Demontez Stitt and Jerai Grant are the first Clemson basketball players ever to play in four NCAA tournaments. But because the NCAA botched its new Field of 68, it's a bittersweet status for the two tired Tigers.
The College of Charleston takes to the road for what feels like a big National Invitation Tournament game at Cleveland State on Saturday. Cougars head coach Bobby Cremins has a way to make the game bigger.
Both of the traditional tournaments need alterations as simple as four geography lessons:
Cold in Tampa
On cue from "Man vs. Airport" producers, No. 12 seed Clemson led No. 5 seed West Virginia by 10 points in the first half Thursday before missing shots and folding against the tanned and rested Mountaineers in the first game of the NCAA tournament.
Allowing for three extra teams in the tournament this year meant Clemson had to play Alabama- Birmingham at 9:50 p.m. on Tuesday in Dayton, Ohio, arrive at their Tampa, Fla., hotel at 5 a.m. on Wednesday, practice, shave and face West Virginia just after noon on Thursday.
Showing they have heart, the NCAA late Tuesday informed Clemson it could move from an early Tampa practice slot to the last of the eight openings Wednesday. Gee, thanks guys!
Overall, middle school tournaments are run better and smarter.
Why wasn't the Clemson-UAB winner sent to the Cleveland site?
Or given a night game?
Or dropped into the NIT.
Hot in Cleveland
Cremins, as a native of New York City, loves the Madison Square Garden-based NIT.
As the head coach at Georgia Tech, he once turned down an NIT bid.
Building a better secondary tournament, he says, should start with a sweeter primary prize.
"Give the team that wins the NIT an automatic bid to the NCAA (tournament) the next year," he suggests.
But what if the NIT champ stinks the next season?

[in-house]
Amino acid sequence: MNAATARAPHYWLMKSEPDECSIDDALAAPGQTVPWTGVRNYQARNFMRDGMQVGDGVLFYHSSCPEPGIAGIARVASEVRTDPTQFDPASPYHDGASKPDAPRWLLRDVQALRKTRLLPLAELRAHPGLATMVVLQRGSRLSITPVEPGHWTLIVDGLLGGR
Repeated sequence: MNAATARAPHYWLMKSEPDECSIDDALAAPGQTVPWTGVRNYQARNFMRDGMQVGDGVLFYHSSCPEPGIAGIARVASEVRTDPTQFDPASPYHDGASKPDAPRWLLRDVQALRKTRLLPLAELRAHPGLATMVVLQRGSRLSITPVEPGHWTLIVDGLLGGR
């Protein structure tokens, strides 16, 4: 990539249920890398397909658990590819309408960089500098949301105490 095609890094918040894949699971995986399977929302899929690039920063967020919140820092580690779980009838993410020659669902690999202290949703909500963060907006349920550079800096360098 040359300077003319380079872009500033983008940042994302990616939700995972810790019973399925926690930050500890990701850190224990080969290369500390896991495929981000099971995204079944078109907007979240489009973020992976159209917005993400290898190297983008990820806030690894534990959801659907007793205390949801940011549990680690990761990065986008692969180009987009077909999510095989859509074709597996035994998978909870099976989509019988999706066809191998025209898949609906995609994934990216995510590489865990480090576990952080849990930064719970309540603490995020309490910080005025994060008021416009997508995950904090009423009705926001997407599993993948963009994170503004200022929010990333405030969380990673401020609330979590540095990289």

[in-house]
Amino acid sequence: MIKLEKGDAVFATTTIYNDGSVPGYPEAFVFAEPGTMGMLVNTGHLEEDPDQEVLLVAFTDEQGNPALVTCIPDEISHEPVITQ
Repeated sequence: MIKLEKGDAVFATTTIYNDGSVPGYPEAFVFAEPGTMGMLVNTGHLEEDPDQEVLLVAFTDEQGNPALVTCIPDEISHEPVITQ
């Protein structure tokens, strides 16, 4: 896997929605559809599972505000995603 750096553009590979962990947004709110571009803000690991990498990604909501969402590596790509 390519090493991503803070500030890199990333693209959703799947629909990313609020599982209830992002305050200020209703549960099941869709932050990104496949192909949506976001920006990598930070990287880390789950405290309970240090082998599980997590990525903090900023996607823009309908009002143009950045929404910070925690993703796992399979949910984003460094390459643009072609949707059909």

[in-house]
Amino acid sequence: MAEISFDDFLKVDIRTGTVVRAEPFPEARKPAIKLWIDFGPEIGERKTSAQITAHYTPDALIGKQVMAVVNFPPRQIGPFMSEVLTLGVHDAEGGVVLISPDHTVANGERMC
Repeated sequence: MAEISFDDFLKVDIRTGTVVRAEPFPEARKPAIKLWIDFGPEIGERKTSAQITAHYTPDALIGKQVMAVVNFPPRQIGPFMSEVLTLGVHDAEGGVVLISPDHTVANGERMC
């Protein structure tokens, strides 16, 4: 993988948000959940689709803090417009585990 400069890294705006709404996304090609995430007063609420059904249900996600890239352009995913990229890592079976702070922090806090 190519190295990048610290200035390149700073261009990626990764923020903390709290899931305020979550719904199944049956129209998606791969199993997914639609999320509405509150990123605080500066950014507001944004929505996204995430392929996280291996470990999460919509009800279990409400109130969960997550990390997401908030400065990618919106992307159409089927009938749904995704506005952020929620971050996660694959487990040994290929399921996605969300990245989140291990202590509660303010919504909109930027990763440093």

"They could be the 68th team," Cremins said.
Excellent. The Cremins plan adds fire and spice to every NIT game.
Freezing in Indy
It's almost unanimous: The NCAA tournament Selection Committee had one of its worst Sundays.
But the main office in Indianapolis didn't mess up the bracket nearly as much as they fumbled the concept.
Forget the Clemson travel schedule. Having a No. 12 seed play a qualifying game gives lucky No. 5 seeds huge advantages, on paper. With such an edge, you would almost rather get a No. 5 seed than a No. 4 in the same regional.
Going from 68 to 65 should have been about rewarding the best teams in descending order, not stopping at No. 12 for punishment and then arbitrarily skipping to No. 16. Four "play-in" games involving No. 16 seeds (and some sensible travel schedules) makes more sense.
Cozy in Alabama
Colorado got a raw deal.
Harvard, for sure, with an RPI of No. 35.
The annual Virginia Tech snub, of course.
But they must be laughing in the football wing at the SEC offices in Birmingham, Ala. As the league celebrates five straight national titles in football, basketball "experts" are arguing over those always crazy No. 12 seed decisions.
Never mind that college- rpi.com founder Jerry Palm said the SEC West was so bad in basketball this year it, as a single conference, would be rated below the Ivy League.
Applied to a hypothetical 2010 FBS football tournament and using the Sagarin computer poll for seeding, the last No. 12 seed in at No. 48 would have been ...
Scary, scintillating Syracuse.
Last six out: Boston College, Penn State, Louisville, Delaware, Clemson and Georgia.
Face it folks, a No. 12 seed isn't going to win the NCAA tournament. "Left out" arguments on Mondays in March are a giant waste of potentially productive time.
In fact, the NCAA should cut the field back to 64.
Make that 63. Plus the NIT grand prize winner.
Reach Gene Sapakoff at firstname.lastname@example.org or 937-5593.